“I am haunted by humans.”
The Book Thief fits in snugly in the Young Adults Fiction section of each library, but in reality, it means much more, oh so much more. As we all know, Nazi Germany is one of the most compelling parts of world history and Markus Zusak too, attempts a take on it. And this take is unlike from any so far. It is one that will make you cackle up and weep inconsolably, for good reason.
This book, narrated by Death itself is quite a different read on Nazi Germany. The protagonist is a young, determined and willful girl, Liesel Meminger. She is crafted to perfection, a young heroine that will remain in your minds for a long time after, almost Harry Potter-ish in nature. Death picks up a diary kept by her and narrates this tale later. The book brings out the life of a young, orphan girl in a Nazi affected town of Molching, Germany. Adopted by Rosaand Hans Hubberman, in love with her neighbour Rudy, she lives a life as normal as one can lead in Nazi Germany. She, being Lutheran, is safe from Hitler’s tirade against the Jews but this doesn’t stop her from witnessing the march of chained Jews, starved due to lack of food and hope. She is still forced to join the Hitler Youth Reform and keep low, thanks to many circumstances.
She is not new to loss. Liesel has never met her father, her brother died on train tracks and her mother abandoned her. Through the course of her life, she is to lose a lot more. So how does she settle her score with death? She steals books. And this gives her the appropriate title of “Book thief”. She steals her first book in the cemetery where her brother is buried, “A Twelve-Step Guide to Grave-digging Success”. Throughout the years, she steals a few more. Each book has a deeper meaning in her life and helps her at points to overcome grief that no child should ever face. Even “Mein Kampf”, Hitler’s famous autobiography has a positive turn in this book as it helps save a Jew, Max. Then, with its pages turned white, the book transforms completely and helps forge an everlasting bond between Max and Liesel.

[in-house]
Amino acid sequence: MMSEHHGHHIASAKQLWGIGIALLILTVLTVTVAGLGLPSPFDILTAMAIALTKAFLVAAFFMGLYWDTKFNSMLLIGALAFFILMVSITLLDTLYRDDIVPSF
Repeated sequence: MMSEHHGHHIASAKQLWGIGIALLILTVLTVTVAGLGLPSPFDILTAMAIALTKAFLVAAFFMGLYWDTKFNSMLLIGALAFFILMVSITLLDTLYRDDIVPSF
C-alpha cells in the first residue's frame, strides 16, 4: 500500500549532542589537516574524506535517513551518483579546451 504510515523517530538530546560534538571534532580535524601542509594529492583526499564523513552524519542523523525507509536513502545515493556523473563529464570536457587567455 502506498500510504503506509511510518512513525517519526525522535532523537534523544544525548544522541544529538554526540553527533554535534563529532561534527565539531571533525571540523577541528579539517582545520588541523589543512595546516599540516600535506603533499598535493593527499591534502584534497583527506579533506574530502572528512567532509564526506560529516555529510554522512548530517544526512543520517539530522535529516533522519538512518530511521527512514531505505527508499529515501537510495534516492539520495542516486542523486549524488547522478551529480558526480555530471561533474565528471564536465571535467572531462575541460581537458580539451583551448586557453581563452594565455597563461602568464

Of course, this book too is not devoid of the gore surrounding the Jews at this point. Though subtle, the book has its fair share of bloodshed. The dominoes that Rudy plays with symbolise the falling bodies. In its most terrifying matter of fact tone, the book has the greatest impact: “For the book thief, everything was going nicely,” Death observes, as the extermination camps flourish in the summer of 1942. “For me, the sky was the colour of Jews.”
But in the end, the book isn’t about Nazi Germany. It is about the power of the written word and the effect of those syllables on human relationship. It is a book on loving other books. Zusak has taken his time and perfected each word, sentence, paragraph and chapter to near perfection. Of course, it would be a cruel irony if the book thief herself was robbed of words. Characters feel as real as flesh, fully clothed and they are true and consistent throughout the book, never betraying us at any point.
Set entirely around the town of Molching, it can be claustrophobic at times, with long and winding digressions by our narrator. It can be endearing and heart tugging in many places – Rudy in his anti-Fuhrer heat painting himself as Jesse Owens, the basement snowball fights, Rosa’s quiet showcases of love, the creations of Liesel and Max’s life experiences – but at the same time, can be repetitive and tiring like Rudy and Liesel’s habitual activities.
This book isn’t one that can be read in a hurry or in a rush. It may seem whimsical and arrogant at times, thanks to the narrator. But this is a book where other books and words of others become precious treasures. And that is a sentiment that cannot be fought against.
“I have hated words and I have loved them, and I hope I have made them right.”
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